The Deaf Claque

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The Unsettling Situation Under Musharraf

By Theo O’Brien

President Musharraf, reacting to the current crisis in Pakistan, declared the nation to be in a state of emergency and installed martial law, suspending the country’s constitution. The declaration incited mass protests—primarily by lawyers. The use of military force seems to have accomplished the opposite of its purpose by further contributed to the civil unrest it hoped to quiet.

“The move appeared to be an effort by General Musharraf to reassert his fading power in the face of growing opposition from the country’s Supreme Court, civilian political parties and hard-line Islamists. Pakistan’s Supreme Court was expected to rule within days on the legality of General Musharraf’s re-election last month as the country’s president, which opposition groups have said was improper.” (1)

The president seems to be attempting to restore order and reclaim lost power but it may be his ultimate undoing as political opposition could finally grasp the public attention and support necessary to seize power—although this is currently just speculation.

The U.S. and Pakistan

The United States had insisted on free democratic elections and Musharraf’s withdrawal as military chief but President Musharraf instead defied the American pressure by resorting to military rule—though he has said he planned to step down as the military leader. The United States has urged Pakistan’s President Musharraf to restore civilian rule and to make steps toward a democracy.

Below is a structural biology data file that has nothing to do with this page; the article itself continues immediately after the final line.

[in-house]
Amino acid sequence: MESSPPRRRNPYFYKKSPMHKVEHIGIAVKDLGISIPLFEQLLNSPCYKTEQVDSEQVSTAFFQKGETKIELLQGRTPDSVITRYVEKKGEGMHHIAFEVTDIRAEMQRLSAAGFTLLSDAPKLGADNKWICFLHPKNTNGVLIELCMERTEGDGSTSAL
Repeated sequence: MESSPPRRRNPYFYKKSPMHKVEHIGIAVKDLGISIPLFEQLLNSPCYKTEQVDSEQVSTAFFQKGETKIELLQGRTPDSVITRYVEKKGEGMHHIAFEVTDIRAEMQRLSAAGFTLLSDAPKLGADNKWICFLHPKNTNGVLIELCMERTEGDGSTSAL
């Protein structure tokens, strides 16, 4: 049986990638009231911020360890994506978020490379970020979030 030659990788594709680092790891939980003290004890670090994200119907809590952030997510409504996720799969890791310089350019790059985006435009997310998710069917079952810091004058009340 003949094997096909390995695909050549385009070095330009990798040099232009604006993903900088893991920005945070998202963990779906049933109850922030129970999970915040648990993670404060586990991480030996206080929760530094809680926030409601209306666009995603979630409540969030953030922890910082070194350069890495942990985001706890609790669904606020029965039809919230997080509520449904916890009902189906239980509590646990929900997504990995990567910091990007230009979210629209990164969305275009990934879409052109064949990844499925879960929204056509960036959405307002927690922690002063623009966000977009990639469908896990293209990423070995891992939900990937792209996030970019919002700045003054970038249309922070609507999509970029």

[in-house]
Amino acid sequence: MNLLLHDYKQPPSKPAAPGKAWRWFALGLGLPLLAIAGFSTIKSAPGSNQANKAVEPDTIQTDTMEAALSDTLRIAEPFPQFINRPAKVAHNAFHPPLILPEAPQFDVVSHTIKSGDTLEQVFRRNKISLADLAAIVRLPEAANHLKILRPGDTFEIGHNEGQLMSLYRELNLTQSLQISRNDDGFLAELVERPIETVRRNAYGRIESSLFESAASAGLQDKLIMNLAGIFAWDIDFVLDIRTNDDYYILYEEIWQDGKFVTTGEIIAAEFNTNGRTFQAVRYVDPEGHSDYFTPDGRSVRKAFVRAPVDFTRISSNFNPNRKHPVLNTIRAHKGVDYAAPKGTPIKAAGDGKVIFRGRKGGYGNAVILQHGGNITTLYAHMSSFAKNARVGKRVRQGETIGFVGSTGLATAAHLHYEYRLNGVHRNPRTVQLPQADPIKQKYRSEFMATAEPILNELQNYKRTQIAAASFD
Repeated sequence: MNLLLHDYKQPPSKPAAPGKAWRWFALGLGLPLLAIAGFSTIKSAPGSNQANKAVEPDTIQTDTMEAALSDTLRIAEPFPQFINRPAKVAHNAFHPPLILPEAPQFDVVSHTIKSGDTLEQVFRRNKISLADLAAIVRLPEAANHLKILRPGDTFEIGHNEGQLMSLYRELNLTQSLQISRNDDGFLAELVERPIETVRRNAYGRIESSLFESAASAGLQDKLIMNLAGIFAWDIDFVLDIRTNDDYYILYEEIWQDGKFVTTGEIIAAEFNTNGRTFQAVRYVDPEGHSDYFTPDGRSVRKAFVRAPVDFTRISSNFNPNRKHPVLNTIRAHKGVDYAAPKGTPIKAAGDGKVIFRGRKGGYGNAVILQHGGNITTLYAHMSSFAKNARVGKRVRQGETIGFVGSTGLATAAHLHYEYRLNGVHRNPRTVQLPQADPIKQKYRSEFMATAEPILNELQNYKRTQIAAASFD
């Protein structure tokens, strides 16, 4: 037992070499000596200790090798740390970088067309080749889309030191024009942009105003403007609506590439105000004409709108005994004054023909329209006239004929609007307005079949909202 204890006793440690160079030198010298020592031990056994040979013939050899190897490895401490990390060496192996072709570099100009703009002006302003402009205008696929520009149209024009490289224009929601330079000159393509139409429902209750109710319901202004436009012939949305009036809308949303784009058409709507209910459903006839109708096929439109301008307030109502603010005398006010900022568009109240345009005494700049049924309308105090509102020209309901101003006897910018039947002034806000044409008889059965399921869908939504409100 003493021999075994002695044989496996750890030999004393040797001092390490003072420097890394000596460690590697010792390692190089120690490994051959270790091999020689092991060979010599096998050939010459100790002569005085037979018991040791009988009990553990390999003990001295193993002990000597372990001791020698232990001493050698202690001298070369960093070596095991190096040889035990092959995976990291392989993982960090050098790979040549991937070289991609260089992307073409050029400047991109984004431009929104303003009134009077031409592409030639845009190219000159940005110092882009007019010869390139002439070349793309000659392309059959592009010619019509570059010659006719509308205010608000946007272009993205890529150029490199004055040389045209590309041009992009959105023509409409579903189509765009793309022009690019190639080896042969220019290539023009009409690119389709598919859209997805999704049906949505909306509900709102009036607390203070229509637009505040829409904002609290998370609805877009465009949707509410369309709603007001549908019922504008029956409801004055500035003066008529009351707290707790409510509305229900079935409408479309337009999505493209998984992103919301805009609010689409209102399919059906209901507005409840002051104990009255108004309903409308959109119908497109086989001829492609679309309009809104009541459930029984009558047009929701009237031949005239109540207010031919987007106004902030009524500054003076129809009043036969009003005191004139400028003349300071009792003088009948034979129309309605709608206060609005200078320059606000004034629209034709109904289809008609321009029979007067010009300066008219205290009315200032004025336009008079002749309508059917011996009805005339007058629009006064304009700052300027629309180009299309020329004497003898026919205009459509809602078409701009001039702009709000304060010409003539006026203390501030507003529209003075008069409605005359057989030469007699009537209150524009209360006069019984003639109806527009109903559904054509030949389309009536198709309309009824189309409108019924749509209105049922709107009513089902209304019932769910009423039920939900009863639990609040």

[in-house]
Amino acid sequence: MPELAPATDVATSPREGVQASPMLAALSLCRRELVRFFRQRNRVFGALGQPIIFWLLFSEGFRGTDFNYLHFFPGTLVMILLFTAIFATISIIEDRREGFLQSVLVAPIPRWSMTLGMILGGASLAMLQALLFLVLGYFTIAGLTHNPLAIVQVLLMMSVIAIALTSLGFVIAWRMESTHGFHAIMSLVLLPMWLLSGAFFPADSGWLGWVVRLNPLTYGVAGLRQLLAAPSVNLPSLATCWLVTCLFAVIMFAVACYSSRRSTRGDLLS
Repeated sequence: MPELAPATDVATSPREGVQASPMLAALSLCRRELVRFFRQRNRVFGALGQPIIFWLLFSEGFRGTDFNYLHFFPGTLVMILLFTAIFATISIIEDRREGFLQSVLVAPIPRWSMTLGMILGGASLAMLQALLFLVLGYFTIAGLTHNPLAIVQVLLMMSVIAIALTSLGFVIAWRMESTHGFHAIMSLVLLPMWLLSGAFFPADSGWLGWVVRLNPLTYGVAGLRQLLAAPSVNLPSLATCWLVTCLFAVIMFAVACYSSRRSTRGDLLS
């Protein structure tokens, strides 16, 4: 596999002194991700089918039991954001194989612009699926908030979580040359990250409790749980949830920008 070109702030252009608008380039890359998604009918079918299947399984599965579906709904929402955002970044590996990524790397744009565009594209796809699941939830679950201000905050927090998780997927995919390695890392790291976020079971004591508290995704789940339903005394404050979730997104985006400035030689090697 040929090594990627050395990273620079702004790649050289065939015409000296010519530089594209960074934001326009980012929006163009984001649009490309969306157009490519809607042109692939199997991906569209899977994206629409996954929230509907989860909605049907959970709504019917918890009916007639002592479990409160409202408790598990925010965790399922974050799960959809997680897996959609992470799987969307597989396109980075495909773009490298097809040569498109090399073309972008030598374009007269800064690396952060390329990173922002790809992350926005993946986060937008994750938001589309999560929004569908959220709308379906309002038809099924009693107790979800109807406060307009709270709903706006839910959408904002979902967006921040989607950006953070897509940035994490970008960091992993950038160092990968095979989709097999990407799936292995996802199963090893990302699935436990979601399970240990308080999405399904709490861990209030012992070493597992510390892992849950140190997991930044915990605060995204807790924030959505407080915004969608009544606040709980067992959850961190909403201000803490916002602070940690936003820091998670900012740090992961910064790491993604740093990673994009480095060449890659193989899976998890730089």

Press freedoms have been curbed and independent television stations taken off the air.

Bush said Monday he recognized the threat Musharraf faces from extremists, citing past attempts on Musharraf’s life, but said the emergency measures ‘undermine democracy.’

‘We expect there to be elections as soon as possible and that the president should remove his military uniform,’ Bush said.” (2)

This recent tension between the two countries signifies a possible end to a close relationship founded primarily on a shared desire by both presidents to quell terrorism. Pakistan was considered a key ally in the United States’ war on terror both geographically—Pakistan borders Afghanistan—and politically—many countries have opposed U.S. involvement in the Middle East.

[In light of this current instability in Pakistan—increasing violent Islamic extremists, a president struggling to maintain dominance, censorship of media and rising political opposition to the current regime—it is important to note that the country is currently a nuclear power.]

November 7, 2007 Posted by | George W. Bush, Nuclear weapons, Pakistan, Theo O'Brien | , | Leave a comment